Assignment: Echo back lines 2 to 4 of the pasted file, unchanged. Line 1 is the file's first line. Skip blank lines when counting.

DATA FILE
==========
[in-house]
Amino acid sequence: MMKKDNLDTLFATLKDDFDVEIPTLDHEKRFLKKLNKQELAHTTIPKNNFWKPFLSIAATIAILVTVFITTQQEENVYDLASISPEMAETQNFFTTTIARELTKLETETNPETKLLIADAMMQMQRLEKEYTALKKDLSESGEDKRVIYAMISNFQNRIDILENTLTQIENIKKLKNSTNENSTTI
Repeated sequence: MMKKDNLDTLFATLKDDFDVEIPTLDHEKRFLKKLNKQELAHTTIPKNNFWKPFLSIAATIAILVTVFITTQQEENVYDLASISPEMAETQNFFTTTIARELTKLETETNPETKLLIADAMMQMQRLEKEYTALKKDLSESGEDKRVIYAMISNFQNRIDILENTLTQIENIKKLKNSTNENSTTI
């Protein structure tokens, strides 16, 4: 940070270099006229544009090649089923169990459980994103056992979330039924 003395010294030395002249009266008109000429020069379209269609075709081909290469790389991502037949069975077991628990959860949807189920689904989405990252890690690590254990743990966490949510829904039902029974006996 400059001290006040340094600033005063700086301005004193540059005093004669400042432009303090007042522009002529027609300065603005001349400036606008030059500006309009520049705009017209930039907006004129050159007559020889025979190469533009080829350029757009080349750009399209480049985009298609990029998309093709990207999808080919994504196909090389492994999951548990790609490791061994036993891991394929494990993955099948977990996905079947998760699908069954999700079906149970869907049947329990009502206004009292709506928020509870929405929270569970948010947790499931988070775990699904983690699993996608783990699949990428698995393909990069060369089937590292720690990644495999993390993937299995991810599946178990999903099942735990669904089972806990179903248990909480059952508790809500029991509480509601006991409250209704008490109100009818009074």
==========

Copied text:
Amino acid sequence: MMKKDNLDTLFATLKDDFDVEIPTLDHEKRFLKKLNKQELAHTTIPKNNFWKPFLSIAATIAILVTVFITTQQEENVYDLASISPEMAETQNFFTTTIARELTKLETETNPETKLLIADAMMQMQRLEKEYTALKKDLSESGEDKRVIYAMISNFQNRIDILENTLTQIENIKKLKNSTNENSTTI
Repeated sequence: MMKKDNLDTLFATLKDDFDVEIPTLDHEKRFLKKLNKQELAHTTIPKNNFWKPFLSIAATIAILVTVFITTQQEENVYDLASISPEMAETQNFFTTTIARELTKLETETNPETKLLIADAMMQMQRLEKEYTALKKDLSESGEDKRVIYAMISNFQNRIDILENTLTQIENIKKLKNSTNENSTTI
């Protein structure tokens, strides 16, 4: 940070270099006229544009090649089923169990459980994103056992979330039924 003395010294030395002249009266008109000429020069379209269609075709081909290469790389991502037949069975077991628990959860949807189920689904989405990252890690690590254990743990966490949510829904039902029974006996 400059001290006040340094600033005063700086301005004193540059005093004669400042432009303090007042522009002529027609300065603005001349400036606008030059500006309009520049705009017209930039907006004129050159007559020889025979190469533009080829350029757009080349750009399209480049985009298609990029998309093709990207999808080919994504196909090389492994999951548990790609490791061994036993891991394929494990993955099948977990996905079947998760699908069954999700079906149970869907049947329990009502206004009292709506928020509870929405929270569970948010947790499931988070775990699904983690699993996608783990699949990428698995393909990069060369089937590292720690990644495999993390993937299995991810599946178990999903099942735990669904089972806990179903248990909480059952508790809500029991509480509601006991409250209704008490109100009818009074």